GM And FCA Are Buying Greenhouse Gas Credits From Tesla

Both General Motors and Fiat Chrysler Automobiles (FCA) are purchasing federal greenhouse gas credits from Tesla in transactions which have largely remained secret.

Both GM and FCA revealed to the state of Delaware earlier this year that they had reached agreements to buy federal greenhouse gas credits from Tesla. The Los Angeles Times reports that filings don’t give specific terms on how much money Tesla is generating on the sale of credits to GM or FCA.

According to founder and president of environmental credit consultant and broker Emission Advisors, Mike Taylor, GM is likely purchasing credits to stock up for future years when emissions rules are expected to get tougher, something which is likely inevitable if a Democrat beats President Donald Trump in 2020.

Thanks to sales of the plug-in hybrid Bolt and the all-electric Bolt, GM doesn’t need to purchase credits for current regulatory compliance, despite huge demand for its ICE-powered trucks, SUVs, and other vehicles.

Also Read: Tesla Sold $200.6 Million In Non-ZEV Credits Last Quarter

The rationale behind FCA buying credits from Tesla is similar. Filings reveal that the company purchased credits from the electric car manufacturer in 2016, 2018, and earlier this year. According to a spokesman from FCA, Eric Mayne, U.S. emissions standards are getting stricter at a pace which “far exceeds” consumer demand for electric vehicles.

“Until demand catches up with regulatory requirements and there is regulatory relief, we will use credits as appropriate,” he said.

In California, car manufacturers such as GM and FCA must purchase credits from companies like Tesla if they don’t sell zero-emission vehicles in proportion to their share of the local market.

The sale of tax credits has generated almost $2 billion in revenue for Tesla since 2010.

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  • Dark Rebel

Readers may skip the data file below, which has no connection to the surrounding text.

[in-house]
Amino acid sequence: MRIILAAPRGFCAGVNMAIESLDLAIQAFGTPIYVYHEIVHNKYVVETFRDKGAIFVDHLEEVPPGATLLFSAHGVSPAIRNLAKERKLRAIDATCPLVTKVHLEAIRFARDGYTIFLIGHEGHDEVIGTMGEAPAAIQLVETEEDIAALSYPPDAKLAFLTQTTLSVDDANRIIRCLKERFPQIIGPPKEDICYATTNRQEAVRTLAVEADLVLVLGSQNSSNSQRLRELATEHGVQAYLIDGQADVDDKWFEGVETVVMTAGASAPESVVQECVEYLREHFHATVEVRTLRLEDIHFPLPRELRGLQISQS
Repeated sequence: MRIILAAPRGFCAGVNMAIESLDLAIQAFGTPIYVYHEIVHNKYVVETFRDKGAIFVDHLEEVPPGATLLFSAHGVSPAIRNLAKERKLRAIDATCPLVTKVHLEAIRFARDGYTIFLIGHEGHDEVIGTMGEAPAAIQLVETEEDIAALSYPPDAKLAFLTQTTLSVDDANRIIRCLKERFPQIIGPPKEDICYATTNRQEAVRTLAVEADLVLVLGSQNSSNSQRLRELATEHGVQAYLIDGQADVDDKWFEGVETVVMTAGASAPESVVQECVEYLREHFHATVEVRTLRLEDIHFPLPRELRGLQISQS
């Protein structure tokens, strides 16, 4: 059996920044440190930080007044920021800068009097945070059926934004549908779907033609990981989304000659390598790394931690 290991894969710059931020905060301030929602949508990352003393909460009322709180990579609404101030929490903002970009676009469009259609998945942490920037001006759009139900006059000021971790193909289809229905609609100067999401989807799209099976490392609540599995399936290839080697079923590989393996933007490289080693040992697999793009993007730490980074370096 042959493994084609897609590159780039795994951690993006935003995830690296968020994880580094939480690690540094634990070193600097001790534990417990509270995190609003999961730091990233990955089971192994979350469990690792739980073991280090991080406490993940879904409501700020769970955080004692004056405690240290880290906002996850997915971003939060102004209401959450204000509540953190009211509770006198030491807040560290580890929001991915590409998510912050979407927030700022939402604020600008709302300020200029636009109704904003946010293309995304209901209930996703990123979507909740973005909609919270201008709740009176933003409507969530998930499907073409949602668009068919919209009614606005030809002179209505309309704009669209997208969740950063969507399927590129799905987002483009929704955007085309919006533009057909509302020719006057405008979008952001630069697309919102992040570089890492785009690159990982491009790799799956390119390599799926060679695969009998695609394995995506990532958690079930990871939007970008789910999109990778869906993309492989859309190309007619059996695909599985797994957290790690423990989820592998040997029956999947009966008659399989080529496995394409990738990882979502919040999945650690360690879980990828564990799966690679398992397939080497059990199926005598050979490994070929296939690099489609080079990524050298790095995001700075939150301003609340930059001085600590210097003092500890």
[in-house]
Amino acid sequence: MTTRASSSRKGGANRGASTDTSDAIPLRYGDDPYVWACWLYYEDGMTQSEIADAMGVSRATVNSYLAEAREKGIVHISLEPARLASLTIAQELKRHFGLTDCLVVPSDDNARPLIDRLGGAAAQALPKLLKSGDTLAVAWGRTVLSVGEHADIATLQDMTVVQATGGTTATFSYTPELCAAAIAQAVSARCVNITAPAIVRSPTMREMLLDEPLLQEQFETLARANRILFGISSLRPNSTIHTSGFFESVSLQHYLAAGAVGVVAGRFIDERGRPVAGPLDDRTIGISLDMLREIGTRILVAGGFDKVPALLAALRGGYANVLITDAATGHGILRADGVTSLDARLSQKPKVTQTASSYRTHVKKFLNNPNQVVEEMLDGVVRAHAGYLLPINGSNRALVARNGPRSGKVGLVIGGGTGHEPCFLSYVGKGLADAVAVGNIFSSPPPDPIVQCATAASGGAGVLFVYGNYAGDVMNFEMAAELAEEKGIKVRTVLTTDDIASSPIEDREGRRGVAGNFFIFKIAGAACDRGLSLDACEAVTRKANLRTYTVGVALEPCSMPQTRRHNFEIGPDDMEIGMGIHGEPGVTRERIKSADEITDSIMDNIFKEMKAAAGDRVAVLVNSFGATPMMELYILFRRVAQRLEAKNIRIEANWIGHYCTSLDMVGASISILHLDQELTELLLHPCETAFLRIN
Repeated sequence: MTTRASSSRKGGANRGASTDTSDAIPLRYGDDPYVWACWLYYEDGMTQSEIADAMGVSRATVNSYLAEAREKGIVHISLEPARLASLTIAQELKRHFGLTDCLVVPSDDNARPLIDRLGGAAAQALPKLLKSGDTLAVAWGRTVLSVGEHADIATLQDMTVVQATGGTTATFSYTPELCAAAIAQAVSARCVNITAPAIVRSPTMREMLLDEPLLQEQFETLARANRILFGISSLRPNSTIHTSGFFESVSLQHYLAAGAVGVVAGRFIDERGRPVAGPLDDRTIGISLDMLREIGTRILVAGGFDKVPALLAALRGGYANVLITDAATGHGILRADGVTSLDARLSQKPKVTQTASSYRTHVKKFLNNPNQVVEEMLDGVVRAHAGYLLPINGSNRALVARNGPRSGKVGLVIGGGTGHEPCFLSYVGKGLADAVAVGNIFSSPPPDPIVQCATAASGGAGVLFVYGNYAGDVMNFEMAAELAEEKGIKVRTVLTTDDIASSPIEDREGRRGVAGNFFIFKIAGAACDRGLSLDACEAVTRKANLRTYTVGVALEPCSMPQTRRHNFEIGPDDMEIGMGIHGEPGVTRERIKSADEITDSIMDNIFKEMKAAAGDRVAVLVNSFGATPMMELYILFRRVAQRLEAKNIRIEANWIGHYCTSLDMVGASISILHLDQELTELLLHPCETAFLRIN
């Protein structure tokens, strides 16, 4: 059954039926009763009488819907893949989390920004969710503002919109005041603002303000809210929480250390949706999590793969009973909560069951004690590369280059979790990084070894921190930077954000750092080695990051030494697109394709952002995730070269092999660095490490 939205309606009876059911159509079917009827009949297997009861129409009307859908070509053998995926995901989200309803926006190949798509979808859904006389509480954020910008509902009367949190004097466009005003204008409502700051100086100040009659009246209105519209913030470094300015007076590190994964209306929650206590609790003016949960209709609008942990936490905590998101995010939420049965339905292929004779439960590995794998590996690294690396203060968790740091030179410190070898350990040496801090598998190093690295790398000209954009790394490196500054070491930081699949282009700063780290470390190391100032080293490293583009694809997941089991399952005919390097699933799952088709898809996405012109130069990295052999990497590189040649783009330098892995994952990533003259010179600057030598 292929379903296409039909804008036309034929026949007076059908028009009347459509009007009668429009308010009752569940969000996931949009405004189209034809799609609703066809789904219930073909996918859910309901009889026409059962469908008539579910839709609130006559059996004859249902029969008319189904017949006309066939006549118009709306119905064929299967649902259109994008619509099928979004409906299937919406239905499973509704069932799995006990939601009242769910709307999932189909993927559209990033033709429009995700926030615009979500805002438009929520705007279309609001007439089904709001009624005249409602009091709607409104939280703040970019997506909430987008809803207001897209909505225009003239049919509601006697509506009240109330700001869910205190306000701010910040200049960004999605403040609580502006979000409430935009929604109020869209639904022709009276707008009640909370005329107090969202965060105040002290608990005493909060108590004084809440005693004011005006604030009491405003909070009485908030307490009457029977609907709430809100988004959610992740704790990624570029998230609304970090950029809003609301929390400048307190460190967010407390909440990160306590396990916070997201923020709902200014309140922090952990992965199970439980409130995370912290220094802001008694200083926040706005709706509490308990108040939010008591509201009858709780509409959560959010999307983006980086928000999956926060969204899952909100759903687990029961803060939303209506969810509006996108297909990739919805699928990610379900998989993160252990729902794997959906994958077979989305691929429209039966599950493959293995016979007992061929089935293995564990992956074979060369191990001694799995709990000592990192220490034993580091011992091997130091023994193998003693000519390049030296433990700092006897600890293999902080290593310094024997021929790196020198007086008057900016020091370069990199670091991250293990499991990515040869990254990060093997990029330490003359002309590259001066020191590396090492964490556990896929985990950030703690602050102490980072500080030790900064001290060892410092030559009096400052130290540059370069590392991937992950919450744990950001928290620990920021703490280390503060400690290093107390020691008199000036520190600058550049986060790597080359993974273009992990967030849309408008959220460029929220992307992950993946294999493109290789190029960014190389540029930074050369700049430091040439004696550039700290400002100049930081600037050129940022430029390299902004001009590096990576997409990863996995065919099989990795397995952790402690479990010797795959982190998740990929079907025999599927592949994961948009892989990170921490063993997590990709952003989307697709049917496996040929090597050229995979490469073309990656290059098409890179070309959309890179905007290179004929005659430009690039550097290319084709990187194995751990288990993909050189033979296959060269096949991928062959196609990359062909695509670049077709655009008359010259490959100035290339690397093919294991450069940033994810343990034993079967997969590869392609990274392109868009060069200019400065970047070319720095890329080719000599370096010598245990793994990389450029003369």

That’s silly and can they confirm that all of these electric cars are charged from powerful fairy dust central plants? Also that they were manufactured in a “carbon” free environment.

    • Six_Tymes

      spot on.

    • TheBelltower

      This has nothing to do with how the “fuel” is manufactured. I’ve never heard of anyone asking about the supply chain of gasoline, which is certainly not a clean process. This is about the operation of the vehicles. The operation of EV’s are very clean, ICE vehicles aren’t. That’s why Tesla has credits to sell.

      • lagunas3ca

        The operation of EVs is very clean. However, the assembly process of lithium-ion batteries… worse than you could ever imagine. Gigafactory 1 has the largest footprint in the world. Do the ends justify the means?

        • TheBelltower

          The production of lithium ion batteries is not a clean process. The overall efficiency of an EV is lower than that of an ICE vehicle until they are each driven for about 12k miles. After that, it’s no contest. Over their lifetime, EV’s are incredibly efficient compared to conventional vehicles even before you consider the supply chain of gasoline… which is astonishingly bad and will be a requirement as long as the vehicle operates.

  • THEY SHOULD JUST DEVELOP CARS THAT WILL COMPLY WITH FUTURE REGULATIONS RATHER THAN TRY AND WRIGGLE OUT OF THEM.

  • Ken Lyns

    This is the biggest flaw with cap-and-trade: carbon credits become another financial instrument like bonds and mortgages, and the banks profit while everyone else loses.

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